1. Discuss politics - join our community by registering for free here! HOP - the political discussion forum

The origin of our Individual Rights (please read before voting)

Discussion in 'U.S. Politics' started by GenSeneca, Nov 27, 2009.


The origin of our Individual Rights

  1. Social

  2. Religious

  3. Natural

  4. Other (please explain)

    0 vote(s)
  1. GenSeneca

    GenSeneca Well-Known Member

    Jun 8, 2008
    Likes Received:
    ={CaLiCo}= HQ
    Richard and I have been discussing the source of our rights and I'm curious as to your opinion for the origin of our rights.

    There are three primary sources offered as the source of all rights:
    A. Social - Rights are a creation of government and laws.
    B. Religious - Rights are God given.
    C. Natural - Rights exists in nature.

    There are two specific types of rights, negative rights and positive rights. Negative rights are Individual Rights, they impose no obligation on others and therefore can be exercised by a lone individual or a group of individuals. Positive Rights are Collective Rights, they do impose obligations on others and therefore require a group of individuals in order to be exercised.

    Our freedom of speech is an example of an Individual, or negative, Right. We require nothing from anyone else to exercise that right. This right can be exercised by a single individual, or any number of individuals, and in the absence of government and laws. It can be exercised by those with no knowledge of the concept of God. It can be exercised by any living human with the ability to communicate.

    Our right to a trial by jury is a Collective, or positive, Right. In order for you to exercise that right, an obligation is placed on at least 13 people (jury of 12 and a judge). This right cannot be exercised by a lone individual but only by a group of individuals, as a collective. Such a right is the sole creation of government and its laws, it does not exist in nature, but a religious individual might argue that such a right is "God given".

    For the purposes of the poll, I am only curious as to your opinion about the source of our Individual Rights - not our Collective Rights. Individual Rights are natural rights and collective rights are social rights. If you read the Constitution and pay particular attention to the Collective rights created by it, they were created to protect our individual rights. Collective rights that infringe upon, rather than protect, our individual rights are not rights at all but attacks on our liberty.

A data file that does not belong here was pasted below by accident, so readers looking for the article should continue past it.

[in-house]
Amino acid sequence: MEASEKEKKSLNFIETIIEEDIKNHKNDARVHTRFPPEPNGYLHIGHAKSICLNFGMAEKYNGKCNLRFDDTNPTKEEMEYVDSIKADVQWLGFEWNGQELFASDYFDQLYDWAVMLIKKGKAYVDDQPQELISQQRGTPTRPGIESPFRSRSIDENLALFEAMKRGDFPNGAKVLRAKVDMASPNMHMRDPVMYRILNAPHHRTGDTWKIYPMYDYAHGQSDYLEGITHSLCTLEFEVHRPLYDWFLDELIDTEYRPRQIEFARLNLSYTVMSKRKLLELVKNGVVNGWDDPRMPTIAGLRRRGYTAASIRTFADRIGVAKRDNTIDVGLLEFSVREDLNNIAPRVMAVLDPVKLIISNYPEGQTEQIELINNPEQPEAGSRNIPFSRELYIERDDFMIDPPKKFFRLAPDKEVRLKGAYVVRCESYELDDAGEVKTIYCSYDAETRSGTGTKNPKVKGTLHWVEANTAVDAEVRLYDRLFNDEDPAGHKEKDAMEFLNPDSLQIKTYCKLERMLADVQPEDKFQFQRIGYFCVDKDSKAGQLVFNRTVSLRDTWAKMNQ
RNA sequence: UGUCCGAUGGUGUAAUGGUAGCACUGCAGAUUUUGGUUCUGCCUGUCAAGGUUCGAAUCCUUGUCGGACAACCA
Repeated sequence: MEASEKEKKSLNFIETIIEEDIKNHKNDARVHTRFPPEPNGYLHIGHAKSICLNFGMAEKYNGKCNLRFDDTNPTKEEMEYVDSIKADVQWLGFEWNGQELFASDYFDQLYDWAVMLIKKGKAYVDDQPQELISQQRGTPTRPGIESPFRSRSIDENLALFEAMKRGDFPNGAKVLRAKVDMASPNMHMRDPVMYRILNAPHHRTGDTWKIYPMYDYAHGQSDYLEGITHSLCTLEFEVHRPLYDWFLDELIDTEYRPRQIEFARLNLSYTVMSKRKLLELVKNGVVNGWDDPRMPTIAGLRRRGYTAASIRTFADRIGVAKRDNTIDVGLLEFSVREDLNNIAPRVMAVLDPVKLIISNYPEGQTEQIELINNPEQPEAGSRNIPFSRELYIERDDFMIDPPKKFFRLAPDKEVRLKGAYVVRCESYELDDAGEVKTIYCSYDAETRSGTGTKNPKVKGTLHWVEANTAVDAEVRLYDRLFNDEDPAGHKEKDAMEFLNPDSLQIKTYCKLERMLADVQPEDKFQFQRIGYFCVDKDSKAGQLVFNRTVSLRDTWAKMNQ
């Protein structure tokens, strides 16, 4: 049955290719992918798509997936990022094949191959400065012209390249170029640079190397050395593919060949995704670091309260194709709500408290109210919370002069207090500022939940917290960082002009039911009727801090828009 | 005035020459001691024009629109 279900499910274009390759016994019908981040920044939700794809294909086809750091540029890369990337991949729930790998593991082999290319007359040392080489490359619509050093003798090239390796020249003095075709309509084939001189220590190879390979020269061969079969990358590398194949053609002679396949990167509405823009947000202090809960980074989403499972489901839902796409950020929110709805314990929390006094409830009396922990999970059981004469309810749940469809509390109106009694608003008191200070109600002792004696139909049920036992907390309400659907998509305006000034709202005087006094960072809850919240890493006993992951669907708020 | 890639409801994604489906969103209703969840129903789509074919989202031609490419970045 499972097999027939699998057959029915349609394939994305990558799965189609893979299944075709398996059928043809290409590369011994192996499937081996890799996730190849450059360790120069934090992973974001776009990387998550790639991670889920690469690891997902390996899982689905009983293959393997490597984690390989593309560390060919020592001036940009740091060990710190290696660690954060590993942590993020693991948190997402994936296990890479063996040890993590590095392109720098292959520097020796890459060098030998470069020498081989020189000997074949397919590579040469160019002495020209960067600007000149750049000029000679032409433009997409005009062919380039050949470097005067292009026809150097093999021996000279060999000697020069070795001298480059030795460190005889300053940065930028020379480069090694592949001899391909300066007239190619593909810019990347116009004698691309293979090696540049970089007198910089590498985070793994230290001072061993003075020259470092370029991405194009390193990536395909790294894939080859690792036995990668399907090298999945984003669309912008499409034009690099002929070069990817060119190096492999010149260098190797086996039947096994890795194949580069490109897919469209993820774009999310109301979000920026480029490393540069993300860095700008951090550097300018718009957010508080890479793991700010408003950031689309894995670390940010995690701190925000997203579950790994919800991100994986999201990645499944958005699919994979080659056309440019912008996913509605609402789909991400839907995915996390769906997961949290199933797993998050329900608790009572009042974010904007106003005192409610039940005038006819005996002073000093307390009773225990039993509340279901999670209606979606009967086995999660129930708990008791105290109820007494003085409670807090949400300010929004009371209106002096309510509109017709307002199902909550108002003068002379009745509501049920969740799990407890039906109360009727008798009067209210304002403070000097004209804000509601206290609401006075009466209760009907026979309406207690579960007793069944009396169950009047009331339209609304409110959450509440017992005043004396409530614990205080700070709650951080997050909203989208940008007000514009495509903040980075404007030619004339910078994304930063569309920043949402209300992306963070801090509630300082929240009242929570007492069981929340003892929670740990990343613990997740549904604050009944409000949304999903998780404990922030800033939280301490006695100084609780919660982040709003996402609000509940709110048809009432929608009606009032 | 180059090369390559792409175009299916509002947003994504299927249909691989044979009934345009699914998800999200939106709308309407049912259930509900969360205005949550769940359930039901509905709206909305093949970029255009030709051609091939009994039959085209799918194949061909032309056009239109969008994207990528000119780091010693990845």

Now, if you haven't yet voted for a source of our Individual Rights, please do so and be sure to explain your position if you voted for "other".
  2. Mr. Shaman

    Mr. Shaman Well-Known Member

    Nov 27, 2007
    Likes Received:
    As usual....since the dawn of the ReRon Reagan Presiduncy (that'd, of course, signaled the rebirth of Republicans' assumed Divine Rights)...a "conservative" has determined (as another o' their Absolutes) that there are two specific types of rights; negative rights and positive rights..

    Is there anyone (else) who's a little fatigued with "conservatives" defining the limits/parameters of YOUR Life/lifestyle?

    "conservatives" don't own that conversation; no matter what they insist.

    Despite what (too) many people have been conditioned to believe.....when a "conservative" sets-up a Premise, they're guessing.......just like everyone-else.

    Despite what (too) many people have been conditioned to believe....."conservatives" are not Divine-beings. They're merely scared, little people, who're constantly attempting to establish themselves as the Rulemakers for The Game (a: the sequence of physical and mental experiences that make up the existence of an individual)....Rules by which they'd be able to expend as little-effort, as necessary.....and, still Win.


    BTW....we Seculars have (already) established, by consensus, what we consider Rights....and (thru the power of Knowledge, rather than Belief), have determined there are 10 Rights!


Share This Page

  1. This site uses cookies to help personalise content, tailor your experience and to keep you logged in if you register.
    By continuing to use this site, you are consenting to our use of cookies.
    Dismiss Notice